Maribel Caves Hotel

Posted by in US Ghost Adventures

We all know that looks can be deceiving; however, that’s not the case with what’s left of the Maribel Caves Hotel. It’s been ravaged by fire and exposed to harsh Wisconsin winters, and what used to be a beautiful retreat now looks like a set out of a quintessential horror movie. It’s known as one of Wisconsin’s most haunted locations—and for good reason. The building is home to ghostly apparitions, strange gatherings, and a supposed portal to hell.

Now in ruins, it’s plain to see why the Maribel Caves Hotel is shrouded in dark lore and local legends. It wasn’t always this way, though.

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History of the Maribel Caves Hotel

As stated in the original hotel brochure, the Maribel Caves Hotel was a place where one could ‘immerse themselves in fine bathing, boating, and fishing.’ Located on County R, the hotel was built by an Austrian immigrant named Charles Steinbrecher in 1900 and was originally named after the nearby Maribel limestone caves.

The hotel replicates the attributes of Europe’s medieval castles, with a rounded tower, arching facade, and walls gilded with limestone from one of Steinbrecher’s lime kilns. Like many inns and hotels in Austria with a natural spring on their properties, the Maribel Caves Hotel operated as a spa where the tired and worn would be invigorated. The natural spring water was plumbed into the hotel so guests could bathe and drink the healing waters.

After a railroad was built through Maribel, the hotel became a place to retreat from rigorous life. Guests enjoyed the ‘medicinal’ uses of the mineral water — so much so that a bottling plant was soon built next to the hotel. The water was bottled and carbonated and sold in luxury lodgings in Milwaukee and Chicago.

In 1915, the wells of fortune began to dry up for Steinbrecher, and he was forced to sell the hotel in 1931 to Adolph Cherney. The building later reopened in 1981 when it was purchased by a man named Jeff Miller.

Tragedy Hits the Maribel

In 1985, tragedy struck the hotel when it was engulfed in flames. Once the last ember burned out, the shell of the hotel was left like a massive stone mammoth hanging over the surrounding area. So, what caused the fire at the hotel? To this day, the cause remains unknown.

Tragedy struck again in 2013 when a tornado swept through the area and damaged what was left of the hotel.

Looking at the hotel now, one would think they had stepped back into 17th-century Europe, standing before the ruins of a castle that couldn’t outlast a skirmish.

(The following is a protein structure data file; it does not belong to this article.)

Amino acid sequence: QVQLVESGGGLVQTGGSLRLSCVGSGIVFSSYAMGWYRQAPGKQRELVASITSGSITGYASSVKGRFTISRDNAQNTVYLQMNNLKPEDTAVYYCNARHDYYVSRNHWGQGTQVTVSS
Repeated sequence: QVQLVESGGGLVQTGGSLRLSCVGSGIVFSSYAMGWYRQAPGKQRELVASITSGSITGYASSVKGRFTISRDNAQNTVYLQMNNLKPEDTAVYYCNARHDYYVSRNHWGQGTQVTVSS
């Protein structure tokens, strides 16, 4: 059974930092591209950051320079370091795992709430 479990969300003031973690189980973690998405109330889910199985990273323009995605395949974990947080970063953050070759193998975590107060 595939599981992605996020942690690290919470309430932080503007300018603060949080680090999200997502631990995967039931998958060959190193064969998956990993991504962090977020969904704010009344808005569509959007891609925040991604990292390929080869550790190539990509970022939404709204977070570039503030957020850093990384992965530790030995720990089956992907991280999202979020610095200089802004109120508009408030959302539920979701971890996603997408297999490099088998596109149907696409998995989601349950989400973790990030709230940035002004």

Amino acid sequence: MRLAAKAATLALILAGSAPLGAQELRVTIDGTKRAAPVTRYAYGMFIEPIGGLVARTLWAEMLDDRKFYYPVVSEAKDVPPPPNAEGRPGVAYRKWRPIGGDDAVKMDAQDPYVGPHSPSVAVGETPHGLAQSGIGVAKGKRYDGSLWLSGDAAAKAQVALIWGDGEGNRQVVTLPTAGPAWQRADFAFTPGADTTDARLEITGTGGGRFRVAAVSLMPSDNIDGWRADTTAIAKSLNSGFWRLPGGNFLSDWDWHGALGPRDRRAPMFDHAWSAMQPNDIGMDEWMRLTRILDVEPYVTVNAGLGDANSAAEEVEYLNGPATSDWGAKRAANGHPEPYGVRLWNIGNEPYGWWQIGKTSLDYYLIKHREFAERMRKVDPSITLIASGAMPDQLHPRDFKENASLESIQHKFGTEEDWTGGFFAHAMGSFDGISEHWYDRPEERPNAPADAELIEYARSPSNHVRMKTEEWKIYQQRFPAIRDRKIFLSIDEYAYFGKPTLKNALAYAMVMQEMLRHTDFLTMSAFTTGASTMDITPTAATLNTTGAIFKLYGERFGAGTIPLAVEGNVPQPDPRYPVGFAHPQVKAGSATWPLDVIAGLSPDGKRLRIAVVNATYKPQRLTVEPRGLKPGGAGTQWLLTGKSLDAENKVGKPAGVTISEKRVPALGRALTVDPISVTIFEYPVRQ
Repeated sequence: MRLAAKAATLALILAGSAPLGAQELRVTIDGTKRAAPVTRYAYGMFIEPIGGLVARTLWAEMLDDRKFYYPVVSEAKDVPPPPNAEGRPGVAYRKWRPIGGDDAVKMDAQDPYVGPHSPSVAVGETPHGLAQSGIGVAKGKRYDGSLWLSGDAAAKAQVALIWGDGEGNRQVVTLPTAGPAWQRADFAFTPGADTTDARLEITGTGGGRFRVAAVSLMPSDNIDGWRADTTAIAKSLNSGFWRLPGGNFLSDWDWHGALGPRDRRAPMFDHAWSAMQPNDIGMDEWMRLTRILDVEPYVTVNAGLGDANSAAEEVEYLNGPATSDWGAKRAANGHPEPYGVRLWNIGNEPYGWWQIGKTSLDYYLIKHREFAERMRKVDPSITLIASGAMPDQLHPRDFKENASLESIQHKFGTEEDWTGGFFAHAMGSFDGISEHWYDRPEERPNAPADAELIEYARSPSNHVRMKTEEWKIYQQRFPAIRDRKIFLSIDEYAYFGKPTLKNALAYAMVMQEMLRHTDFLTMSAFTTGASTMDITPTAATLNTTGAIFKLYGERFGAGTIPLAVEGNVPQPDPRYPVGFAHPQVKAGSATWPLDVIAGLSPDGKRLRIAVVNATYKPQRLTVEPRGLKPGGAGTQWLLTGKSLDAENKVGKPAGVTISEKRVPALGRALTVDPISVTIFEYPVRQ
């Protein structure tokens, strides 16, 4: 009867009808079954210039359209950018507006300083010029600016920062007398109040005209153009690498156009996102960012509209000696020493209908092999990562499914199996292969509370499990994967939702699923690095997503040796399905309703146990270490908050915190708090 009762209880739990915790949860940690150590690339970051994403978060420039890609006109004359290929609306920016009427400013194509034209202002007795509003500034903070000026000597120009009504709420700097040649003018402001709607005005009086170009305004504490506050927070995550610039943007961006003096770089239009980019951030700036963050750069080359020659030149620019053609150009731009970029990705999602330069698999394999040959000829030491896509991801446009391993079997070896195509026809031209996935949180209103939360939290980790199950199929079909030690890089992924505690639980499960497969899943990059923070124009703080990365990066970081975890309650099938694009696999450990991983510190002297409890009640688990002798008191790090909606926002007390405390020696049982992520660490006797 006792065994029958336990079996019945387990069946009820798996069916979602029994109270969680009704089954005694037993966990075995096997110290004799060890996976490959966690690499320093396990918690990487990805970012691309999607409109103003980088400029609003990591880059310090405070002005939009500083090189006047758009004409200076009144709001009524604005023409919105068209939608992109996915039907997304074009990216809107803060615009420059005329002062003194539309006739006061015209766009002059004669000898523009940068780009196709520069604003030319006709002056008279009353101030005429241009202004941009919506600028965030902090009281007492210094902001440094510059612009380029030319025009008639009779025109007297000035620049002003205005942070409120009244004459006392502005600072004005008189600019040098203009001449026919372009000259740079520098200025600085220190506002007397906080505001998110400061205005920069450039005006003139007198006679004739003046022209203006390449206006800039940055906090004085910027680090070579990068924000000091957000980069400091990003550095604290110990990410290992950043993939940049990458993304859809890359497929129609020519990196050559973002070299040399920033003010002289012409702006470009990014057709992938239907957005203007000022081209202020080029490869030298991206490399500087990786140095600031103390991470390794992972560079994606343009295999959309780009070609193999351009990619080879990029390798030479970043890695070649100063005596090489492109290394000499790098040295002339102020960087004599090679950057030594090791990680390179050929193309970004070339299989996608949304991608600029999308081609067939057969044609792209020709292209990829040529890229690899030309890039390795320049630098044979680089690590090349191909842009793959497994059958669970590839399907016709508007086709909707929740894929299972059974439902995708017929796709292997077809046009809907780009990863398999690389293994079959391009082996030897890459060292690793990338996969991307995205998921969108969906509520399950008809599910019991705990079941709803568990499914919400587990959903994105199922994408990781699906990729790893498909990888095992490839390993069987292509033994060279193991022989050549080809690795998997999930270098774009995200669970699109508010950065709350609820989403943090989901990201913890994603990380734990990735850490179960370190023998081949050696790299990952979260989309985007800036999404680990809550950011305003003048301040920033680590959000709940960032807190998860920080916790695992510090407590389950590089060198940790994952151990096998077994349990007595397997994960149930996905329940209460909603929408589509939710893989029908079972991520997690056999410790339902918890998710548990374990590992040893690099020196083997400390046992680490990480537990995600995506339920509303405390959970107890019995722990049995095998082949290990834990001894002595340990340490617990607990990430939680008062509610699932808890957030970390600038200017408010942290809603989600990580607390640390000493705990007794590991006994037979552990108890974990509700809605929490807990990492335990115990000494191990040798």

Not only is the inn known for its ghost stories, but also known to have been frequented by gangsters. When prohibition was introduced and the 18th Amendment was passed in 1920, many people in the United States still wanted to enjoy beer and spirits. With that came the notorious bootleggers and organized crime running the show. According to reports, John Dillinger allegedly frequented the hotel as a stopover on his way to Eagle River. It is also said that the notorious Al Capone was known to visit the hotel.

Though it was destroyed quite some time ago, Maribel Caves Hotel and its history refuse to be forgotten. The energies of the past remain in the hotel as clinging spirits, whispering walls, and otherworldly energies.

Hauntings of the Maribel Caves Hotel

While the grandson of the original owner states that the only ghost he’s seen at the hotel is that of his grandfather in a one-piece nightshirt, visitors to the location beg to differ.

People walking up to the hotel always comment on its size — and how empty the top windows are. Strangely enough, a bright yellow orb is reported in the same windows alongside floating objects and phantom footsteps. There’s even a light that chases those who get too close.

Countless legends and tales surround the hotel ruins, including a story about witches using the area for ceremonies and even a report of a ‘portal to hell’ located in the front fountain.

These days, the hotel ruins sit as a placeholder between worlds—an ominous, otherworldly structure with not a hint of life left in it, just a reminder of its former life. The hotel site is on private property, so an ‘okay’ from the owner is needed to investigate closely. However, the hotel ruins can be viewed from Maribel Caves Park—from a safe distance.

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